It’s a shame there are these features since kids so enjoy making the videos. Hopefully, Musical.ly will make some changes to the app so it becomes safer for our kids.

If you would like to share your concerns or suggest changes to the app, you can email them at: info@musical.ly

Social media can lower self-esteem

Does social media effect our kids’ self esteem?

Everyday after school, Sarah checks her Instagram account. She likes to see what her friends are doing, but often feels worse after reading their status updates. What they post always looks so much better than whatever she is doing. She sees friends at the beach, drinking Starbucks and having a GREAT time. She also notices how pretty, photogenic and happy they appear. By the time she sets her phone down, she feels terrible. She believes her life is not nearly as exciting. She is not as pretty or popular or amazing. Sarah is suffering from a classic case of Social Media Hangover.

This phenomenon is extremely common for both kids and grown-ups. We often compare our lives to what we see posted on social media and most of us feel worse after perusing our friends’ accounts. The reality is that Social Media profiles are an illusion. They are carefully crafted. People don’t typically post terrible pictures of themselves. They don’t create updates of the boring, mundane tasks of their day. Instead, most people create an enviable social media image.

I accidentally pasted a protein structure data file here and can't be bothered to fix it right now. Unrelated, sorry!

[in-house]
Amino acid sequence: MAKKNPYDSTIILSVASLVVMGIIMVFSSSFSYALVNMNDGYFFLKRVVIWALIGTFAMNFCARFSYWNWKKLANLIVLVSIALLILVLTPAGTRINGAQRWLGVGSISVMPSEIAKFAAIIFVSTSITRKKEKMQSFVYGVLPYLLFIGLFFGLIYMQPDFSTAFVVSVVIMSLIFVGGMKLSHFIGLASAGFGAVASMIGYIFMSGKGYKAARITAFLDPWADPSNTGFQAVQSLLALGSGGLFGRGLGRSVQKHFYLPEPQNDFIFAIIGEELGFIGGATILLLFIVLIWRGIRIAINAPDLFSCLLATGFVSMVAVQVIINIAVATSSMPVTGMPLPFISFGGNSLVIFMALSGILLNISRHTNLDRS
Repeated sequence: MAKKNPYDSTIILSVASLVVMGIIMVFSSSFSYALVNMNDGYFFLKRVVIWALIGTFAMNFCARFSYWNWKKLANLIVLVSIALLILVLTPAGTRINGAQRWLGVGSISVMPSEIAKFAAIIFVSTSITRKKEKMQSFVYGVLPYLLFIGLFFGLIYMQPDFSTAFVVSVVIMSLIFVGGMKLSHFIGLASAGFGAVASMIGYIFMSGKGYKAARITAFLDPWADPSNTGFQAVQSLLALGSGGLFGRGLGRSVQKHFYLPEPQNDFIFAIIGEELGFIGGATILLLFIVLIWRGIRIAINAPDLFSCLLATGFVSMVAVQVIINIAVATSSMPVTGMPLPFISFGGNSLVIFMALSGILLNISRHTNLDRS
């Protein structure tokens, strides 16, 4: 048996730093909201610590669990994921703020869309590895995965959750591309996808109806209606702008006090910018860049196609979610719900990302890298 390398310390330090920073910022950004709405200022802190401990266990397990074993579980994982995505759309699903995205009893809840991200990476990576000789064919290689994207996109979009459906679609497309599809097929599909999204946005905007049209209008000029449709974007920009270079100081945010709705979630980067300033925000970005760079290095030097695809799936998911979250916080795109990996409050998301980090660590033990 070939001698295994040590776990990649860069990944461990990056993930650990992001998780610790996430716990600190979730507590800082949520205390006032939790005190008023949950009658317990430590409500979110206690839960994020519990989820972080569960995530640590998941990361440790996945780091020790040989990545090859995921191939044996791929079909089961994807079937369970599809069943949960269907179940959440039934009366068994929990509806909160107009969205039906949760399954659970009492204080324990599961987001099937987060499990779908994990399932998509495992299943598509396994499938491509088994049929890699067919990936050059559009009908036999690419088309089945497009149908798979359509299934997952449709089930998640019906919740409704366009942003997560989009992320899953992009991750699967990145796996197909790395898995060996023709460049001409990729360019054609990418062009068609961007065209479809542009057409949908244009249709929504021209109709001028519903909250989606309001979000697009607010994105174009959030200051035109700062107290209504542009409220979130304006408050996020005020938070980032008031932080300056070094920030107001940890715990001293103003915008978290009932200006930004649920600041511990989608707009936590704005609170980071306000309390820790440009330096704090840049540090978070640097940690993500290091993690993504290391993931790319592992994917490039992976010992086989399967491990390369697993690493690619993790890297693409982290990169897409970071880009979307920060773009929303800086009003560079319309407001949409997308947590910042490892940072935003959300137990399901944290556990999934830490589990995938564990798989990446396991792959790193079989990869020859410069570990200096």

Social media can be a lot of fun. It helps up stay in touch with people we wouldn’t otherwise. However, often times our kids feel badly about themselves when they compare their real lives to their friends social media profiles.

One teen girl told me, “I usually take 200+ selfies before choosing one to post. I always edit it too so I look my best.” Another teen admitted that she purposely posts pictures showing how much fun she’s having, and who she’s with, so people will think she’s really popular.

It is really important to talk to our kids about the fantasy aspect of social media. Just as models are highly edited and airbrushed, most of us create Social Media accounts that show an ideal life that doesn’t truly reflect reality.

I encourage you to talk to your child about the Social Media Hangover phenomenon. You can start the conversation with the following questions:

  • Do you think Social Media is real?
  • Why do people edit photos of themselves before posting?
  • Do you ever feel badly when you compare yourself to your friends’ profiles?
  • Would you say you feel better or worse after being on Social Media?